The origin of his powers are also another issue for me, and bring to mind two other characters. The first is former Young Avengers leader Elijah Bradley, a.k.a. Patriot, who gained his powers initially from Mutant Growth Hormone (MGH). Eli wasn't a villain, but he almost became one after a drug-induced rampage forced his team to stop him.

The second character is Jasper Jenkins, a.k.a. The Bounce, who is a drug addict with superpowers and who oddly happens to be a hero. Why isn't he robbing banks to get money for his habit?

So I spoke to my friend and mentor Karl Bollers, writer of the Eisner-nominated Watson and Holmes, a comic where though the heroes are black and though they have issues they do the right thing. While he thought the concept behind MPH was sensationalist and exploitative of prejudices, he also wondered if Millar was being satirical. That got me thinking about Millar’s unique view of America as a Scottish person.

When I watch all those infomercials…about how you can become a millionaire in your spare time, I get it! And I love that about America

Mark Millar

If this is indeed satire — or just Millar’s take on the American Dream or a version of it — then it not only says something about how he may see black people, but how he sees Americans in general. The notion of the quick win or easy money is something that is at play in this book and while it still can be seen as offensive, it may also be a dark mirror shown to the face of American ideals and what they have become.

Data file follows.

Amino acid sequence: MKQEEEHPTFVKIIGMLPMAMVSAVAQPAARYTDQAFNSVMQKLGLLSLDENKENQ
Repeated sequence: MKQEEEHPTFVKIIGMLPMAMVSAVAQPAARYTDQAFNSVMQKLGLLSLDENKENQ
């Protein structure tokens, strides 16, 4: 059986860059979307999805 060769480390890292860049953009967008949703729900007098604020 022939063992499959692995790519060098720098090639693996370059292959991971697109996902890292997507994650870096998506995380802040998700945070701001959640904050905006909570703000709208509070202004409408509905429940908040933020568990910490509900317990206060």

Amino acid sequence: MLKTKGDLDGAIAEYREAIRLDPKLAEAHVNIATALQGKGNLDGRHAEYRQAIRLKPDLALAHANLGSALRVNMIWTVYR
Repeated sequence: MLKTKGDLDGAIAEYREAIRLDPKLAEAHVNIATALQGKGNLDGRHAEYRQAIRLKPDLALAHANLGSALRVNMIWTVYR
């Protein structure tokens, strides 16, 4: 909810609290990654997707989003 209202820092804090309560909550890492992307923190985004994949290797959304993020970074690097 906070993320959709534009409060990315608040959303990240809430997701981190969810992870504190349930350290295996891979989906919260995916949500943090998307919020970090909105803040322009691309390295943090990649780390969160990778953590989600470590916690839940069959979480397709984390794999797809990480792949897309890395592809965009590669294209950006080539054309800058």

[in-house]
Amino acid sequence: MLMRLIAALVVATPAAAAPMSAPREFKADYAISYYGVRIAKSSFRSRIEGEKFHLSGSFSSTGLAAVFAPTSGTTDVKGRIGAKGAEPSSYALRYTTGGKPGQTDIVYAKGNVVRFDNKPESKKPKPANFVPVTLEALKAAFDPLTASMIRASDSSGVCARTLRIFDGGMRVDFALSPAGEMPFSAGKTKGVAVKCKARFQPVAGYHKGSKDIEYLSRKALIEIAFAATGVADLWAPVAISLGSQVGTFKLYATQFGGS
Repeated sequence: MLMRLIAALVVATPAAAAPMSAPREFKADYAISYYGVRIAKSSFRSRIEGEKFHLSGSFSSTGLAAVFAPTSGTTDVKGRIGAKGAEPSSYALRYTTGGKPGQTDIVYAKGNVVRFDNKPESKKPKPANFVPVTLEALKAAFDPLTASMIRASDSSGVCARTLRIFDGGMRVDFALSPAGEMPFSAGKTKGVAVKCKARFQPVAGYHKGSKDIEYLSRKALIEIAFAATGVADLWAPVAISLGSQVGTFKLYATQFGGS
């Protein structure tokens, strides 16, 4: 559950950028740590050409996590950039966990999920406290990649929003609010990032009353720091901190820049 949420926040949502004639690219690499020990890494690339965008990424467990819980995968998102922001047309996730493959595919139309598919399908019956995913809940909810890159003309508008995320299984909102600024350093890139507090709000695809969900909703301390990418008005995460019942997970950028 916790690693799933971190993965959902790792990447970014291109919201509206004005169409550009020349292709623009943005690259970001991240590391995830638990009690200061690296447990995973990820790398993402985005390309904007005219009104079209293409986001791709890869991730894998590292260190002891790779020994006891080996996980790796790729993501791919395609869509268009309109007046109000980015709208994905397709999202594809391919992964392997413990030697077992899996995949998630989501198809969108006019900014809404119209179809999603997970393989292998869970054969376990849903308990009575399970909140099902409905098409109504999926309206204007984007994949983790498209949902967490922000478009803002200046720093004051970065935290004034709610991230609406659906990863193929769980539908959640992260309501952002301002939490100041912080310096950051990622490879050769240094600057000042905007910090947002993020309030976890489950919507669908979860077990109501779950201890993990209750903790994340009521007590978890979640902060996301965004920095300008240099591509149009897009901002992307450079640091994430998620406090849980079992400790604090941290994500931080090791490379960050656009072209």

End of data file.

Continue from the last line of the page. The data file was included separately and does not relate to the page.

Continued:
Crime has always been the original easy money scheme, and in a society where people can and have become rich and famous for nothing, someone using their powers for personal gain may not be far fetched.

Karl also reminded me of the story of X-Men and Alpha Flight member Northstar, who used his super speed to win in the athletic field. Here is another instance of a person with the same powers as Roscoe using his ability to get ahead but not in an explicitly criminal sense. Why couldn’t Roscoe use his abilities to build things quickly or improve his lot in life without need for a crime spree?

I can see why some folks wouldn’t find this offensive and before anyone starts with “If a black writer did this…” I’d be even more concerned because they should know better, I talk a bit about that in an old article I wrote here. This may not hit home for the majority of comic book fans, but I don’t need any more reasons for people like this to try and exclude or lampoon me from the realm of comics.

MPH

 

Racism still exists in comics, folks, and all the black heroes in mainstream comics — most of them rarely used — won’t stop the culture from latching onto something and having ill-intentioned fun with it.